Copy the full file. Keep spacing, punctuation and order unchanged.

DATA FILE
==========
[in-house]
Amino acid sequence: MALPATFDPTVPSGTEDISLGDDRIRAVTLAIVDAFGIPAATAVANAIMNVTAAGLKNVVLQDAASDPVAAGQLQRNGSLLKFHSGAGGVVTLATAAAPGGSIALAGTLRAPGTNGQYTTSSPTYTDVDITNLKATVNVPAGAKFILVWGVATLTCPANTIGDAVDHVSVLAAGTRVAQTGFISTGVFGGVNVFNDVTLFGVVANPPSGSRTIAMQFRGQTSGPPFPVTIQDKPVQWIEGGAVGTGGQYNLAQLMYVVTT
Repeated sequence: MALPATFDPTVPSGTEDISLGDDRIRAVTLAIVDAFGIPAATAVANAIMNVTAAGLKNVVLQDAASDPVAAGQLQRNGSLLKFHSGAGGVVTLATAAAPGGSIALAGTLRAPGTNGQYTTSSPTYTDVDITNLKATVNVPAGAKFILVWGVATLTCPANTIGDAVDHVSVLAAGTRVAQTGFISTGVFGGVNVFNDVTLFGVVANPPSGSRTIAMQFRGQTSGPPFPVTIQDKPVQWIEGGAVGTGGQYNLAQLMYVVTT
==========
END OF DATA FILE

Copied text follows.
[in-house]
Amino acid sequence: MALPATFDPTVPSGTEDISLGDDRIRAVTLAIVDAFGIPAATAVANAIMNVTAAGLKNVVLQDAASDPVAAGQLQRNGSLLKFHSGAGGVVTLATAAAPGGSIALAGTLRAPGTNGQYTTSSPTYTDVDITNLKATVNVPAGAKFILVWGVATLTCPANTIGDAVDHVSVLAAGTRVAQTGFISTGVFGGVNVFNDVTLFGVVANPPSGSRTIAMQFRGQTSGPPFPVTIQDKPVQWIEGGAVGTGGQYNLAQLMYVVTT
Repeated sequence: MALPATFDPTVPSGTEDISLGDDRIRAVTLAIVDAFGIPAATAVANAIMNVTAAGLKNVVLQDAASDPVAAGQLQRNGSLLKFHSGAGGVVTLATAAAPGGSIALAGTLRAPGTNGQYTTSSPTYTDVDITNLKATVNVPAGAKFILVWGVATLTCPANTIGDAVDHVSVLAAGTRVAQTGFISTGVFGGVNVFNDVTLFGVVANPPSGSRTIAMQFRGQTSGPPFPVTIQDKPVQWIEGGAVGTGGQYNLAQLMYVVTT